It takes Orlando, Virginia Woolf’s benign Dorian Gray, the better part of half a millennium to finish a poem — but less than two hours to convince us that immortality and androgyny are a lot less fun than they look in vampire movies. That, I’m afraid, is the takeaway from Sarah Ruhl's dainty, evanescent adaptation at Classic Stage Company of Orlando, Woolf’s gender-bending, epoch-hopping, mock-biography best known to mass audiences via its 1992 film incarnation (with the dashing Tilda Swinton as the title androgyne). Although based on a book written in and about sheer ecstasy, a literary swan dive into the transgressive, trans-temporal, trans-everything swirlings of art, love, lust, and mortality, the stage version sedulously filters out all arousal. There’s no wanton gap between this Orlando’s front teeth; its skin is cool as marble, free of any carnal tingle. Sex is had, or rather danced, but in the most sexlessly academic minuet imaginable: Annie-B Parson’s ordinarily pugnacious choreography here congeals into something strangely restrained and overceremonious. The show, in spirit, might’ve been subtitled "The 500-Year-Old Virgin."
A lack of stomach, not smarts, is the chief issue. Ruhl is her usual unfailingly elegant, unbeatably witty self, cleverly (but not obnoxiously) braiding her own brand-name wit with Woolf’s. When Orlando (Francesca Faridany) asks the ghost of Queen Elizabeth (David Greenspan) what death is like, she replies, “Oh that. Nothing really, just a prick in the sides. My sinuses are unbelievably clear. All is air.” She’s also chosen what seems, on paper, like a ripe source text. Orlando: A Biography purports to chronicle the life of an Elizabethan nobleman who’s magically transformed, by love and art, into a woman, and an immortal woman at that — eternal muse and eternal artist, fused in one lovely body. Ruhl, something of a minimalist, labors manfully to make all of this time-traveling transvestism aerodynamic enough for an evening’s entertainment (sorry, fans: most of Orlando’s adventures in the eighteenth century hit the cutting-room floor) while essentially preserving Woolf’s most vital ideas: women and art as Interpreted Things struggling to break free of their Interpreters, and the ravishing, transformational power of the aesthetizing gaze. But what Ruhl and her director, Rebecca Taichman, can’t seem to muster is fire in the belly, or in the loins, or anywhere below the neck. That’s a shame, considering Orlando was perhaps the closest thing to a barbaric yawp Woolf ever wrote, a Valentine to her lesbian lover Vita Sackville-West. This version, on the other hand, feels like a well-behaved schoolgirl’s perfectly enunciated Latin declamation.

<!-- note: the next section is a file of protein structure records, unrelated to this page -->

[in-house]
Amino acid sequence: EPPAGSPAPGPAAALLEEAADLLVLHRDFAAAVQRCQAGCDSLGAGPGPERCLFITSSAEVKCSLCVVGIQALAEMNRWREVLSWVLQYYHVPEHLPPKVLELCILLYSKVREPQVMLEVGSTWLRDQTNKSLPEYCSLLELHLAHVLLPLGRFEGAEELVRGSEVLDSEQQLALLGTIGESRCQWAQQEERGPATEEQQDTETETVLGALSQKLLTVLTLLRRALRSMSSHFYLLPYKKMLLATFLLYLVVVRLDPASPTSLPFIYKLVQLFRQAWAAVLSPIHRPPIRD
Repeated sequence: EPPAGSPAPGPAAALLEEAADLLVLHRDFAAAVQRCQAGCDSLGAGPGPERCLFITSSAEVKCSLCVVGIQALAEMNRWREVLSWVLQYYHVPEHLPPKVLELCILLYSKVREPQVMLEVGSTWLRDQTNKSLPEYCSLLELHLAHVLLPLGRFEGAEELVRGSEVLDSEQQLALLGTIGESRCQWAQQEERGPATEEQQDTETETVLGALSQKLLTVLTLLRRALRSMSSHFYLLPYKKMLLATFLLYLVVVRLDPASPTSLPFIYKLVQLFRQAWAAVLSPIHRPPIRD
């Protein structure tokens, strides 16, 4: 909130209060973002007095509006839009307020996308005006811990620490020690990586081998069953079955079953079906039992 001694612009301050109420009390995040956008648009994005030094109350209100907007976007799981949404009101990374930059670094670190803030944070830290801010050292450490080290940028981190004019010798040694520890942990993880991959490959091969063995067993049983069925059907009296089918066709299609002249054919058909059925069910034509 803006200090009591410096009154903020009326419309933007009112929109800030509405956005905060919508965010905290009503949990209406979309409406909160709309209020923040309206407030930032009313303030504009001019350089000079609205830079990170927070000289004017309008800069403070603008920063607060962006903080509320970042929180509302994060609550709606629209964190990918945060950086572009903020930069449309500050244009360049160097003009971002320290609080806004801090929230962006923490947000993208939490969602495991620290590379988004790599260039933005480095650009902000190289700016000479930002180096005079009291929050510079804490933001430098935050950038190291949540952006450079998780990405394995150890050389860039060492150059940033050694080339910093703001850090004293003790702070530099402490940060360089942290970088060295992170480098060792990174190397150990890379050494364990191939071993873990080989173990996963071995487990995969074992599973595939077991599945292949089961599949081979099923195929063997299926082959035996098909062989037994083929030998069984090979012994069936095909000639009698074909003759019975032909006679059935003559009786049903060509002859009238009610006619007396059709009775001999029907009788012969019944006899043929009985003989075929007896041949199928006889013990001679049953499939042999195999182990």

More troubling, a certain cheap irony seems to have leaked in. The play, like Woolf’s novel, is ever conscious of itself as an artwork, but onstage, the nonstop winks don’t really deepen the literary magic: They come off coy, the playwrighting equivalent of a strenuously arched eyebrow. Ruhl has written mostly in direct address; as a result, Orlando’s only truly meaningful relationship (though she shuffles through a number of lovers over the centuries) is with us, the audience. But Faridany, for all of her sprightliness and fresh-faced verve, doesn’t share much with us beyond game amusement and nonplussed despair. The text and the direction don’t seem to be giving her many moments to breathe. Around her, a chorus of three eunuchlike gentlemen (Greenspan, Howard Overshown, and Tom Nelis) play nearly every role, switching genders with brio and good humor, but none of them strikes up much of a rapport with Faridany. Greenspan is the standout, deploying his trademark needling delivery, and he wins his laughs fair and square — but often, one senses, at the expense of the dramaturgy. He’s coloring a little outside the show’s lines, sincerity-wise, and no one’s seen fit to nudge him back in.
After a lovely early sequence in the Elizabethan era, when Orlando meets his first and greatest love, Princess Sasha (Annika Boras having sumptuous fun with a voluptuous borscht-flavored accent), the play starts to evaporate, and soon, we’re nodding off to the squeak of Ruhl’s dutiful yellow highlighter coolly parsing the pages. Meanwhile, Woolf’s immortal beloved feels more and more remote, less and less interesting, receding instead of approaching the farther we go with her on her remarkable journey through history. But then, Ruhl’s Orlando isn’t Woolf’s. This Orlando is constantly amazed, yet registers little of the thrill, the wonder, the joy and dread of her extraordinarily long life, on either a literal or metaphorical level. She always feels about 17, winningly naïve, knowing nothing, ready for anything. That’s lovely for a few minutes, but, as my mother likes to say, there’s nothing more boring than aging ingénue — especially when she’s had 500-odd years to get wise.